Taiwanese Parliament passed Asia’s first same-sex marriage bill on Friday, reports say.
Members of the LGBTI community, who stood in front of the Parliament ignoring the heavy rain, welcomed the news by bursting into cheers, hugging each other, waving rainbow flags and flashing victory signs.
The new law will come into effect on Friday (May 24) after President Tsai Ing-wen signs the bill.
Tsai called the passage of the bill a big step towards true equality that made Taiwan a better country.
The bill allows same-sex couples to form exclusive permanent unions and apply for a marriage registration with government agencies.
Responding to the development, the Alliance to Promote Civil Partnership Rights said Taiwan has opened a new page in Asia.
The state unit of Amnesty International hoped the Parliament’s nod to legalise same-sex marriage will create waves across Asia and ensure equality for LGBTI community in the region.
Advocates of same-sex marriage called the new law a beacon of hope.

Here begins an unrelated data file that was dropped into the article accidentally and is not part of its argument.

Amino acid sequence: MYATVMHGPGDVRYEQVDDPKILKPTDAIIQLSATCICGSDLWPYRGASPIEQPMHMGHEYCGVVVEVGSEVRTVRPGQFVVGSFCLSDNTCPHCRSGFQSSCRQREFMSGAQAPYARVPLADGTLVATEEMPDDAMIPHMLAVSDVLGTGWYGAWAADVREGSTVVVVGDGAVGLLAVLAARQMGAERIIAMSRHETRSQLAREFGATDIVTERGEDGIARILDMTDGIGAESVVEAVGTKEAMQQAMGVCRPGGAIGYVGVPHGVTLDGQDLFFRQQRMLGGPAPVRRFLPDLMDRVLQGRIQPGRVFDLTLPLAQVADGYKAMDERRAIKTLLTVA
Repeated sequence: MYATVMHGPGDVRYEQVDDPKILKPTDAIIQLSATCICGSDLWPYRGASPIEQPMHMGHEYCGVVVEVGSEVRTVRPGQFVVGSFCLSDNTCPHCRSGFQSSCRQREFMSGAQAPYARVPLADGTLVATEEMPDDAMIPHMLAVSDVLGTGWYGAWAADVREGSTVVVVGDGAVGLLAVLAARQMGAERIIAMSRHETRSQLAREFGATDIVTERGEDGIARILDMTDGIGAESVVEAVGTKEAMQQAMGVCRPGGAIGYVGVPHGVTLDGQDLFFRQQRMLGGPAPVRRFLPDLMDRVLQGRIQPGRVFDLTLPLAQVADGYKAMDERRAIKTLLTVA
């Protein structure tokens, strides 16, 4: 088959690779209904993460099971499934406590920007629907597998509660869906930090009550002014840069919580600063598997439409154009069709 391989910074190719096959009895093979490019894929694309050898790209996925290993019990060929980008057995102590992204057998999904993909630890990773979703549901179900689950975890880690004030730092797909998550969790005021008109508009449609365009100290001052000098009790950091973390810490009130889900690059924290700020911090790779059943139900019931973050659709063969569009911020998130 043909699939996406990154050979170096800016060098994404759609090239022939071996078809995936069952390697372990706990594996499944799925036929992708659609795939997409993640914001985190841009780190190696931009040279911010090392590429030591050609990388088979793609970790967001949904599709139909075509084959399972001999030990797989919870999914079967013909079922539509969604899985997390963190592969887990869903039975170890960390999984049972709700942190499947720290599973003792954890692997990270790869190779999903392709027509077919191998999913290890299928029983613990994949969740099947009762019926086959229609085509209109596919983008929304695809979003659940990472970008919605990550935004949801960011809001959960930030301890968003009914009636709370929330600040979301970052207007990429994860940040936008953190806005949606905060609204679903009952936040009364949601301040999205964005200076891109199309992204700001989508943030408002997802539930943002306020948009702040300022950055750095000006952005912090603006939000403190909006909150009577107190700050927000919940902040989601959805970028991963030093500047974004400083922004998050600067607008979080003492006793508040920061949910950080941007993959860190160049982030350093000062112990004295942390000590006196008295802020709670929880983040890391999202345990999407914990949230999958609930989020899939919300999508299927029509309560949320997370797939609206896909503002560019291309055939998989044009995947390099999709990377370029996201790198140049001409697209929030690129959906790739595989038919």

Gay rights groups said the provision to apply for a marriage registration ensured them partial parity with heterosexual couples.
But the new law does not come within the ambit of the civil code governing heterosexual couples. For example, it only allows for biological adoption and does not recognise marriages with foreigners.
Gay rights groups acknowledged that the new law is not perfect and more legal battles have to be fought over surrogacy and adoption.
Critics of the bill say it ignores the referendum held in November last year which rejected marriage beyond a union between a man and a woman.
Friday’s vote came as a blow to conservatives who tried to push watered-down bills offering limited same-sex unions.
China, which regards Taiwan as part of the mainland, has not responded to the passage of the new law.
Beijing has decriminalised homosexuality over a decade ago and it does not view gay-rights activists as a serious threat.
Australia and New Zealand have passed same-sex marriage laws in the Asia-Pacific region.